Shaping teaching of history in Scottish secondary schools

Submitting Institution

University of Glasgow

Unit of Assessment


Summary Impact Type


Research Subject Area(s)

Language, Communication and Culture: Literary Studies
History and Archaeology: Historical Studies

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Summary of the impact

Professor Dauvit Broun has shaped the History curriculum for Scotland's schools through his advisory role in the development of the `Curriculum for Excellence', a new national framework that has reinvented Scottish education for ages 3-18. He has set the pace nationally for teacher-academic collaboration through his activities with the Royal Society of Edinburgh (RSE); Scottish History Society; Scottish Association of Teachers of History; the schools Inspectorate; and the History and Social Studies officers in Scotland's curricular and assessment bodies, the Scottish Qualifications Authority and Education Scotland. Through his leadership, a University of Glasgow (UoG) team has established large-scale, systematic knowledge transfer to secondary school teachers and learners across Scotland through tailored events and web resources. The Subject Specialist for History in HM Inspector of Education states: `Professor Broun has been at the forefront of academics extending the reach of universities into school education.'

Underpinning research

Broun is a world-leading expert in the history of medieval Scotland. He has been at Glasgow since 1990 and was appointed Professor of Scottish History in 2009. Broun is best known for his work on the development of Scottish identity. He has changed the face of medieval Scottish history with the People of Medieval Scotland, 1093-1314 database, a major research outcome of two AHRC-funded projects, the `Paradox of Medieval Scotland' (2007-10; £629k; Broun, PI) and the `Breaking of Britain: Cross-border Society and Scottish Independence' (2010-13; £841k; Broun, PI), through which he has contributed new perspectives on the Wars of Independence by highlighting the English dimension of those who championed Scottish sovereignty. This AHRC-funded work has yielded new evidence on the English origins of Scottish political ideas, William Wallace's role as a leader, and how the English government viewed his activities — specifically, how the guardianship of 1286-92 was inspired by the English baronial movement of 1258-65, how Wallace functioned as a junior partner to three other leaders in the revolt against English occupation, becoming Guardian only by default, and how government clerks in Westminster thought he acted as king. These insights help pupils understand the significance of the guardians, the nature of Wallace's leadership, and why the English pursued him so vigorously.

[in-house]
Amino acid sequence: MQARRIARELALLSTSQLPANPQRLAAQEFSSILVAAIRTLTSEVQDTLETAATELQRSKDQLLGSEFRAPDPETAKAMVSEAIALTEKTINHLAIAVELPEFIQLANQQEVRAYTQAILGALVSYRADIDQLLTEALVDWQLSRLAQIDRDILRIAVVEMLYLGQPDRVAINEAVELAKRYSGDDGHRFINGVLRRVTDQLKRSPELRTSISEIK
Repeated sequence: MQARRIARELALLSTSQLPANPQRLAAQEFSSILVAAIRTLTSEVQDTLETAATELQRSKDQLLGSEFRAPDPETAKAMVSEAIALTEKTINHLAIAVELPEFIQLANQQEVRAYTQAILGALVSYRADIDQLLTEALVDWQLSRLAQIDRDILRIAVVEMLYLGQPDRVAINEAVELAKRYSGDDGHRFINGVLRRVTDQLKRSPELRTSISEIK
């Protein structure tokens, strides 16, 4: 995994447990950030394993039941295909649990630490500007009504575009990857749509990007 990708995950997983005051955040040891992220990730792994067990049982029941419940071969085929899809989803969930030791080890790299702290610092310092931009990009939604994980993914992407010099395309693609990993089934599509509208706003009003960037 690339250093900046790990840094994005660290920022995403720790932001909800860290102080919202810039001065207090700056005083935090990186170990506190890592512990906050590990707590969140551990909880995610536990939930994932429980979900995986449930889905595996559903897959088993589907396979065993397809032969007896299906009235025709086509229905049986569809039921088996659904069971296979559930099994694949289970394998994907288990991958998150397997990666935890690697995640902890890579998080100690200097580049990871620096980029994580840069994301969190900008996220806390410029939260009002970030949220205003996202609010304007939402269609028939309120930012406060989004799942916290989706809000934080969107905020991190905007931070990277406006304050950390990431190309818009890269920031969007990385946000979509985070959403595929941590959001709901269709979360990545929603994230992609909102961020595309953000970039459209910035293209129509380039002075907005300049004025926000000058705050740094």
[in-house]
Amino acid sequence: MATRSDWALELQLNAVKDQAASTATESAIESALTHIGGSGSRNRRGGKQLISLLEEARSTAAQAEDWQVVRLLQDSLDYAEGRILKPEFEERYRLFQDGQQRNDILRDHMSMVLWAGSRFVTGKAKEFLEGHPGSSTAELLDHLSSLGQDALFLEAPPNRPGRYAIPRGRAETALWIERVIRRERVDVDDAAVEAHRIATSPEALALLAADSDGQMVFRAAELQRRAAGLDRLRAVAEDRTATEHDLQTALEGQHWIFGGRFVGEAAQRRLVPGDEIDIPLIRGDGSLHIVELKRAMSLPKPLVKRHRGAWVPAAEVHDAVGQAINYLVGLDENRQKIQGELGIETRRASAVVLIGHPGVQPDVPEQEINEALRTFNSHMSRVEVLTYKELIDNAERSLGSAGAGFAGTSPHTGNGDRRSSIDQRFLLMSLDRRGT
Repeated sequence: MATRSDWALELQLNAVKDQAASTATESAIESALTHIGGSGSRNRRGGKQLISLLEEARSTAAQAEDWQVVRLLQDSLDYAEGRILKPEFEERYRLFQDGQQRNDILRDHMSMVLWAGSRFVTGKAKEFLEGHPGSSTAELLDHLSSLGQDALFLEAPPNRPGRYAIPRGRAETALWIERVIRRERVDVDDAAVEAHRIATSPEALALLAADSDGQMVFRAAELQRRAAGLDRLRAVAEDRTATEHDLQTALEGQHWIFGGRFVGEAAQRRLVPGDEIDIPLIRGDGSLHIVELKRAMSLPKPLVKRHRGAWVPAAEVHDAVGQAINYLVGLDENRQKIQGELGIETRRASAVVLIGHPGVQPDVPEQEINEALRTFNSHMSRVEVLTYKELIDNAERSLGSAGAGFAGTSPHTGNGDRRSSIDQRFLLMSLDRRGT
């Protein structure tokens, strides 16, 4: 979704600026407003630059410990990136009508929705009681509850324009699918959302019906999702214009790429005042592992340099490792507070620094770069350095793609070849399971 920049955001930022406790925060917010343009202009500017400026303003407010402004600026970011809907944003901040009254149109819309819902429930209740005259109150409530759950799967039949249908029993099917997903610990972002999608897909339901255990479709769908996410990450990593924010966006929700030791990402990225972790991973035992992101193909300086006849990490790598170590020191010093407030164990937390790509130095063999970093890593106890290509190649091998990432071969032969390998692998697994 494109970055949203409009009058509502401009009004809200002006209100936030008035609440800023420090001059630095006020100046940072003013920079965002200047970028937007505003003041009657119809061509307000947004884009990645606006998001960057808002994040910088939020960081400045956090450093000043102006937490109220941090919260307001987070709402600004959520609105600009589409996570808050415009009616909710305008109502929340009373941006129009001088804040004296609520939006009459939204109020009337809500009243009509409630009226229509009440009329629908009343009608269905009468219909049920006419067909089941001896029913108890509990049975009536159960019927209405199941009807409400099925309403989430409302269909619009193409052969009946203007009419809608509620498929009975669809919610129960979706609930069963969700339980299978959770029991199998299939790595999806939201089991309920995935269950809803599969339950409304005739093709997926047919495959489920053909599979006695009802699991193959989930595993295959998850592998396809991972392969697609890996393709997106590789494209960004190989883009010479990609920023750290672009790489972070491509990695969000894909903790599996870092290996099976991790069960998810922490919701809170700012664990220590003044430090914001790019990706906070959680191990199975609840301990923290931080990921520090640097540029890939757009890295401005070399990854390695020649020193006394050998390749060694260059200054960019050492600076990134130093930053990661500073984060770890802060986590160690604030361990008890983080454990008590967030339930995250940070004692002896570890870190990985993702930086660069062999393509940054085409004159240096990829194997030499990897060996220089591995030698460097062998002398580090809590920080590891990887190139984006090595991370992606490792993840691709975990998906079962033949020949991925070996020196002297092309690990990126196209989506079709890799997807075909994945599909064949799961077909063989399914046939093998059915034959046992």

In addition to Broun, the research team consists of three other Glasgow historians:

- Simon Newman: a leading social historian of early America and the Atlantic world, Newman has developed a ground-breaking analysis of the Atlantic plantation slavery labour system, published as a monograph in 2013. Newman has been at Glasgow since 1997 and was appointed the Sir Denis Brogan Professor of American History in 2002. Newman's recent work has highlighted Scottish participation in plantation slavery, shedding light on the role played by Scots in the development of the British plantation economy, as labourers and planters, and as merchants, producers and workers back in Scotland.

- Karin Bowie: Bowie's doctoral work, published as a 2007 monograph and a series of articles, has transformed understanding of the making of the Anglo-Scottish Union of 1707 by revealing the significance of popular politics and public debate. Bowie has been a Lecturer at Glasgow since 2005. Her research on crowd protests, petitioning and pamphleteering activities shows that the union was not simply `bought and sold for English gold'.

- Steven Reid: Reid's prize-winning 2011 monograph has provided a new perspective on the Scottish Reformation and the famed Presbyterian reformer Andrew Melville by investigating Melville's role in the reformation of Scotland's universities. Reid's work argues against the view of Andrew Melville as a Presbyterian superman and indicates the need to place Melville's influence into local as well as national political contexts. Reid joined the university as a Lecturer in History in 2008.

Broun and the team convey key insights from their published research to teachers and learners through a variety of mediums.

References to the research

- Dauvit Broun, Scottish Independence and the Idea of Britain: From the Picts to Alexander III (Edinburgh: Edinburgh University Press, 2007) ISBN-13: 978-0748623600. (Available from HEI)


- Amanda Beam, John Bradley, Dauvit Broun, John Reuben Davies, Matthew Hammond, Michele Pasin, et al, The People of Medieval Scotland, 1093 - 1314 (Glasgow and London, 2012) - see